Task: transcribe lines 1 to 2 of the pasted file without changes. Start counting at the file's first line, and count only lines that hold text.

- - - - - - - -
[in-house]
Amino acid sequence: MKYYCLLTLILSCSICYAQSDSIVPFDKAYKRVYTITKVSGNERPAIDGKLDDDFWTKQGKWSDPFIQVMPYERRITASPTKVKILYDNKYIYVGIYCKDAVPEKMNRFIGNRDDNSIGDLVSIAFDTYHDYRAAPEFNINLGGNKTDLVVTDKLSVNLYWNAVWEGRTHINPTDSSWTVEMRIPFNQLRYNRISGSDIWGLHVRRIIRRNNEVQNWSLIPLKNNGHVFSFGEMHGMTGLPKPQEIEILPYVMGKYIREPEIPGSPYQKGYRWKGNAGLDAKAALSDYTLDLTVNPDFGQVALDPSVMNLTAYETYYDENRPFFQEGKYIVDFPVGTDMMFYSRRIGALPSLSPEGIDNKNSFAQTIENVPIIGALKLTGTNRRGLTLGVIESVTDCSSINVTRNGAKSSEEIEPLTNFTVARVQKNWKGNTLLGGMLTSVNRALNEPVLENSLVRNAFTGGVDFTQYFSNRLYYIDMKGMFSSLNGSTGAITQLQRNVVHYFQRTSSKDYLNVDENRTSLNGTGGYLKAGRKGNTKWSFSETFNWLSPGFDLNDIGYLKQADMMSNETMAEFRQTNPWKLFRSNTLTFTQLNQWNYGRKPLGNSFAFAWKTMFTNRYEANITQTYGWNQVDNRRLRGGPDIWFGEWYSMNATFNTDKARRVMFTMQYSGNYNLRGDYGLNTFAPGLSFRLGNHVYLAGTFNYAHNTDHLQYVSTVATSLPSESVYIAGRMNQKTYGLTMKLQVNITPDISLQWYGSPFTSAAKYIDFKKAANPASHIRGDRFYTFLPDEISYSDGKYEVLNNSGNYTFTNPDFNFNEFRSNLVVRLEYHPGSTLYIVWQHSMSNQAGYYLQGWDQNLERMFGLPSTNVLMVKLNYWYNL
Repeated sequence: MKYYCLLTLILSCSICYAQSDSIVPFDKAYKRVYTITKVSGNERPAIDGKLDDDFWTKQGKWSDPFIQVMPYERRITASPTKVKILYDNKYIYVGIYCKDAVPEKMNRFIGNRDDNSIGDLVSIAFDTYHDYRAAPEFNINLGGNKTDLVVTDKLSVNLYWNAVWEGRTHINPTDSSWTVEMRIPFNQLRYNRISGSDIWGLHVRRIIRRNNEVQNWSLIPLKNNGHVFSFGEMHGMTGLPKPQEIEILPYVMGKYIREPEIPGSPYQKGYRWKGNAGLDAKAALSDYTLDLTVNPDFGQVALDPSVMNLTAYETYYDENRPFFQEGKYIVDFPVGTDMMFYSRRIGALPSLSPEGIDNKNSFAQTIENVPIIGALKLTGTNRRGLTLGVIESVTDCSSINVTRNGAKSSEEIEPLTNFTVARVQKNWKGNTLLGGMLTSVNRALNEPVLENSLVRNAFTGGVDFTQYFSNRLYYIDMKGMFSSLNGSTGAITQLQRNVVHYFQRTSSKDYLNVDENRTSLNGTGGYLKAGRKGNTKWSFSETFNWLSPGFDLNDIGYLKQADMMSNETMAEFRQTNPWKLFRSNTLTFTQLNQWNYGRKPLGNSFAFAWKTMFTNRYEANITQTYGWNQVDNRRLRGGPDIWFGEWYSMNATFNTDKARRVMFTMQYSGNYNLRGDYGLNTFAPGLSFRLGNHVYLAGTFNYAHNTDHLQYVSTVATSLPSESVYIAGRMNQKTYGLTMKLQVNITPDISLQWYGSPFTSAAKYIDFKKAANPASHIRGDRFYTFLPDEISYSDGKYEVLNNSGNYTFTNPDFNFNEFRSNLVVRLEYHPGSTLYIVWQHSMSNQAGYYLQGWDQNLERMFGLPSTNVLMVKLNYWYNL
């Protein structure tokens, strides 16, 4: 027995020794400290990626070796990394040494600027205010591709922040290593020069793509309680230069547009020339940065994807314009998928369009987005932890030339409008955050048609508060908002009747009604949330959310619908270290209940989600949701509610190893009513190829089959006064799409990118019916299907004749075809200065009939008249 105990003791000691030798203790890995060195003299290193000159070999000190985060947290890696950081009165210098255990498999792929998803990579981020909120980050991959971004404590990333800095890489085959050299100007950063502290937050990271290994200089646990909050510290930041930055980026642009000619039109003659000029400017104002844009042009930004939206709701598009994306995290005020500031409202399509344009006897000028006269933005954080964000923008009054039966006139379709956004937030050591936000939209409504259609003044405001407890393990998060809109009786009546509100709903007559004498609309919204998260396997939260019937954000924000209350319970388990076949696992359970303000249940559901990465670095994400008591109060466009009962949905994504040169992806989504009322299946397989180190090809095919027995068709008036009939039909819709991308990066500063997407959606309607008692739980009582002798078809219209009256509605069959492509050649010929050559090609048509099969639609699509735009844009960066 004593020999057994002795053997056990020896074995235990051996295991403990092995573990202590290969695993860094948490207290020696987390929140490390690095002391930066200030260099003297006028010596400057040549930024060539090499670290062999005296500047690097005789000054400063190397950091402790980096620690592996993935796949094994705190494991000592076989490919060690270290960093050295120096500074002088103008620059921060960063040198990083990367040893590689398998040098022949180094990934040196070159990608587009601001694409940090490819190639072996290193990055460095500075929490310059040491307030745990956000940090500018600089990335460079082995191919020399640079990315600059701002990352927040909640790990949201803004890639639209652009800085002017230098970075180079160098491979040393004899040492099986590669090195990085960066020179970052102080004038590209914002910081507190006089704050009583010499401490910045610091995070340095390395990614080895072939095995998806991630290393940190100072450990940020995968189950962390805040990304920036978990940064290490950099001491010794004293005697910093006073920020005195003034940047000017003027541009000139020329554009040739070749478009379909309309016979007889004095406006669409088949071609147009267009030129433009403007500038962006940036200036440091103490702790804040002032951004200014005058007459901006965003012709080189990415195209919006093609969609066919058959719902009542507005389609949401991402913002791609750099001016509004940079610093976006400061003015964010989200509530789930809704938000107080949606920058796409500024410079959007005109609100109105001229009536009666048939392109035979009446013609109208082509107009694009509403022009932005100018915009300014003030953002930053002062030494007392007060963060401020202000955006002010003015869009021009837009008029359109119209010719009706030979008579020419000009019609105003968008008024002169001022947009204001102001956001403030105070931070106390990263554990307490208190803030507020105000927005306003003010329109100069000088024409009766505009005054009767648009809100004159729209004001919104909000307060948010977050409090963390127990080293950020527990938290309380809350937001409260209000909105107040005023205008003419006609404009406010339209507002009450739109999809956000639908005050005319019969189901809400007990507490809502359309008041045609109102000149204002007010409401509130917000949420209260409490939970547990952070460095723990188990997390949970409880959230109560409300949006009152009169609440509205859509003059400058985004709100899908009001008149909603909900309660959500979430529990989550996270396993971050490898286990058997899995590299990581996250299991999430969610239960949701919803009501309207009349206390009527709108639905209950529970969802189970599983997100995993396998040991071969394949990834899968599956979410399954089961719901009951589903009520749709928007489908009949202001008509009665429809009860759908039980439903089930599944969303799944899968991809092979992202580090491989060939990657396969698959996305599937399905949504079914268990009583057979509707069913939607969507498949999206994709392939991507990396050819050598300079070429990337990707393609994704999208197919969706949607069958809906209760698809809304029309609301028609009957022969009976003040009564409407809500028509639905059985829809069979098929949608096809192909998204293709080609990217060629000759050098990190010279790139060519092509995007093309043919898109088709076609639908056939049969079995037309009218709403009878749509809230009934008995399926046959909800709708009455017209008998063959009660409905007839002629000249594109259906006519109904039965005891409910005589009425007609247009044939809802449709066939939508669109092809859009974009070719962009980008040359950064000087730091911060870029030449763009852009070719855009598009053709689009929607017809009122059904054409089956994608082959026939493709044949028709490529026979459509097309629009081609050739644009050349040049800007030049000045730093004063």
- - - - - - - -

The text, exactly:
[in-house]
Amino acid sequence: MKYYCLLTLILSCSICYAQSDSIVPFDKAYKRVYTITKVSGNERPAIDGKLDDDFWTKQGKWSDPFIQVMPYERRITASPTKVKILYDNKYIYVGIYCKDAVPEKMNRFIGNRDDNSIGDLVSIAFDTYHDYRAAPEFNINLGGNKTDLVVTDKLSVNLYWNAVWEGRTHINPTDSSWTVEMRIPFNQLRYNRISGSDIWGLHVRRIIRRNNEVQNWSLIPLKNNGHVFSFGEMHGMTGLPKPQEIEILPYVMGKYIREPEIPGSPYQKGYRWKGNAGLDAKAALSDYTLDLTVNPDFGQVALDPSVMNLTAYETYYDENRPFFQEGKYIVDFPVGTDMMFYSRRIGALPSLSPEGIDNKNSFAQTIENVPIIGALKLTGTNRRGLTLGVIESVTDCSSINVTRNGAKSSEEIEPLTNFTVARVQKNWKGNTLLGGMLTSVNRALNEPVLENSLVRNAFTGGVDFTQYFSNRLYYIDMKGMFSSLNGSTGAITQLQRNVVHYFQRTSSKDYLNVDENRTSLNGTGGYLKAGRKGNTKWSFSETFNWLSPGFDLNDIGYLKQADMMSNETMAEFRQTNPWKLFRSNTLTFTQLNQWNYGRKPLGNSFAFAWKTMFTNRYEANITQTYGWNQVDNRRLRGGPDIWFGEWYSMNATFNTDKARRVMFTMQYSGNYNLRGDYGLNTFAPGLSFRLGNHVYLAGTFNYAHNTDHLQYVSTVATSLPSESVYIAGRMNQKTYGLTMKLQVNITPDISLQWYGSPFTSAAKYIDFKKAANPASHIRGDRFYTFLPDEISYSDGKYEVLNNSGNYTFTNPDFNFNEFRSNLVVRLEYHPGSTLYIVWQHSMSNQAGYYLQGWDQNLERMFGLPSTNVLMVKLNYWYNL